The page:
Thomas Shapcote was a lawyer, an Attorney according to the Somaster MSS, Clerk of the Peace for Devon, and Master in Chancery.  Among other offices, he held that of legal adviser to the Weavers’ Company; in 1620 he is recorded as administering the oath of the Wardens and he continued in this capacity up to 1664.


But evidently he was no “dry as dust” man of the law, for he was on such terms of intimacy with Herrick, the poet, that the latter calls him his “peculiar friend”, and dedicates to him one of his fairy poems, “Oberons Feast”.  In addition, one of the “dedications” to friends, which are a feature of Herrick’s work, is to “Master Thomas Shapcott, Lawyer”.


One cannot picture this friend of the poet as a man whose mind and thoughts were wholly occupied with dull law – books and prosy arguments.  He prized “things that are curious and unfamiliar”, and I think there must have lurked a twinkle in the eye of this Master of Chancery which pleased the fancy of the writer “Anthea” and the “Daffodils”.



Thomas appears to have lived almost entirely in Exeter, in the house in the Close, which is now the Library of the Devon and Exeter Institution.  


With the exception of the eldest, all his children were baptised in Exeter churches, three at St Martin’s, and three at All Hallows, Goldsmith Street, of which latter church he was Warden in 1628.  But it is probable that there were periodical visits to Knowstone, or the children may have been sent to nurse there, for the youngest son, Peter, died in September, 1632, and his burial is entered in the parish register.  The Calendar of State Papers Domestic, July, 1639, contains information concerning a dispute between Thomas and the Vicar of Knowstone, Daniel Berry, “concerning glebe lands and parish customs”.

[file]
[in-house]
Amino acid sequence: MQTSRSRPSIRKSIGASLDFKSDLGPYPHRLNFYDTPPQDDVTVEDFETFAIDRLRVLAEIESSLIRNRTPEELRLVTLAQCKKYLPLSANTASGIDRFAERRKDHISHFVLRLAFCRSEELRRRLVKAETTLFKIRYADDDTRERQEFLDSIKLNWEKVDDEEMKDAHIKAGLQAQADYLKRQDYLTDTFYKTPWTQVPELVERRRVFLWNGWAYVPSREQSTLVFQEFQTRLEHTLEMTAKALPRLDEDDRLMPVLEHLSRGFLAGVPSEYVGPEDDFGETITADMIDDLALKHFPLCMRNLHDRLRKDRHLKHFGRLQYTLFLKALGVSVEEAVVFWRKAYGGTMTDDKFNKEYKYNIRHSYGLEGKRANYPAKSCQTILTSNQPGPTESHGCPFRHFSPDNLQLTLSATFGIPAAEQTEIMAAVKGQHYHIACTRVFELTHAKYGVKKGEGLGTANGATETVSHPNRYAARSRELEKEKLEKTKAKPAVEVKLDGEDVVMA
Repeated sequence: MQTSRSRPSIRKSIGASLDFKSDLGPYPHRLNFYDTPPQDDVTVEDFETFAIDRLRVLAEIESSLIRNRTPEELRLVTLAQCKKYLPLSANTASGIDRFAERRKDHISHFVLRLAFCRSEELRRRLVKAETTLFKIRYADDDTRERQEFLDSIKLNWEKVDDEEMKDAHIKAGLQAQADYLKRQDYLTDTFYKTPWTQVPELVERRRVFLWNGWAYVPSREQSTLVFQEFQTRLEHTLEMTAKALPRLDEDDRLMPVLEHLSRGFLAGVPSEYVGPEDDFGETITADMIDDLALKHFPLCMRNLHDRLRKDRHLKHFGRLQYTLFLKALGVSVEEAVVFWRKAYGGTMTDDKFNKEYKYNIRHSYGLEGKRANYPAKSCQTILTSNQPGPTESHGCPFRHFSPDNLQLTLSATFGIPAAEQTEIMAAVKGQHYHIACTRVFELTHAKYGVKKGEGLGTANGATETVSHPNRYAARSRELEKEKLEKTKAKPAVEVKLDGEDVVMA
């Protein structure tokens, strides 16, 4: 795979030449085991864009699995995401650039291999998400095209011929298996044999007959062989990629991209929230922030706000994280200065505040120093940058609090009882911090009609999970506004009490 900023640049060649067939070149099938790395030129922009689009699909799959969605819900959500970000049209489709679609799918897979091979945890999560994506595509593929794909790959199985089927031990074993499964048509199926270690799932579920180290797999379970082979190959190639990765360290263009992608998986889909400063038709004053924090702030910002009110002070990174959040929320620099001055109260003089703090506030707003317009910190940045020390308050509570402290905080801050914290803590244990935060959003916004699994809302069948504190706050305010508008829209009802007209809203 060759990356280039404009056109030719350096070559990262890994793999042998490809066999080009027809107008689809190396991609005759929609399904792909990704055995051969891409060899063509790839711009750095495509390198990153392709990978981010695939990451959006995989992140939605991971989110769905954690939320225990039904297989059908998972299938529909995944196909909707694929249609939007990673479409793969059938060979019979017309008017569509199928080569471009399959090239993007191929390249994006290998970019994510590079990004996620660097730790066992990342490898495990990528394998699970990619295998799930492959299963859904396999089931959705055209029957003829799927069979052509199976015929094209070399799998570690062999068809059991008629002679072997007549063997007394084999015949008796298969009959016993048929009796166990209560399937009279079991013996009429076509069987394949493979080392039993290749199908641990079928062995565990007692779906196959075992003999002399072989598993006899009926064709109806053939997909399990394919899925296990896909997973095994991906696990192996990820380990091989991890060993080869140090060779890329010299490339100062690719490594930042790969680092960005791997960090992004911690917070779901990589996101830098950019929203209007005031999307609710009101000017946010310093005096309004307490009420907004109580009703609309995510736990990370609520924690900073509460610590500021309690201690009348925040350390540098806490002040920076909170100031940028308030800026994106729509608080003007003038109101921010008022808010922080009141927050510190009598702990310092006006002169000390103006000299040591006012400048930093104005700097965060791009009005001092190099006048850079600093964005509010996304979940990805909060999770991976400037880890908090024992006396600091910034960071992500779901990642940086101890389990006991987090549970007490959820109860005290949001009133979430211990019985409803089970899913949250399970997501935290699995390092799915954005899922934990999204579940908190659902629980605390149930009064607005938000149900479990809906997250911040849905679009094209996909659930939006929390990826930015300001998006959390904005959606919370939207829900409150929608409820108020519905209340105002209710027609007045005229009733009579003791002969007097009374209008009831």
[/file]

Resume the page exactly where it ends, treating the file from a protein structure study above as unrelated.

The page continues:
The parson applied for redress to Archbishop Laud, but the lawyer got the best of it!  A man of Thomas’s legal standing was hardly likely to bring a suit against anyone unless he had a good cause, and in 1639 my Lord Archbishop had weightier matters to consider than those of the Vicar of Knowstone.


Then came the Civil War, which in the West, and Exeter especially, was to be so deeply involved, and the Shapcotes and Shapcotts were involved too.  Despite the variety of ways in which the surname was spelt, all no doubt were fairly near relatives in those days.  The Knowstone – Exeter ones had Royalist leanings, while the branch that had established itself at Bradninch declared, in the person of Robert (Recorder of that ancient borough as well as of South Molton) for the Parliament.  Of this Robert, more anon.


Thomas and his younger son Philip were among those fined “for delinquency” during the Commonwealth (State Papers Committee for Compounding, 1643-60).  His eldest daughter Mary had married Thomas Southcott of the Dulcishayes family, whose political bias does not transpire, but the husband of his second daughter, Urith, was Courtenay Pole of Colcombe and Shute, grandson of the “antiquary” and Royalist son of a Parliamentarian father.


An episode in connection with the siege of Modbury Castle would appear to concern Thomas, for the name of “Master Shapcot, Clerk of the Peace”, occurs among those of the prisoners taken at  the surrender of the castle.  In April, 1646, however, he denies to the “Committee of Compounding” that he has ever taken up arms, though in the following month or so he begs to compound for delinquency in taking up arms for the King for two months.  



Next - Articles By Dorothy Shapcote Page 2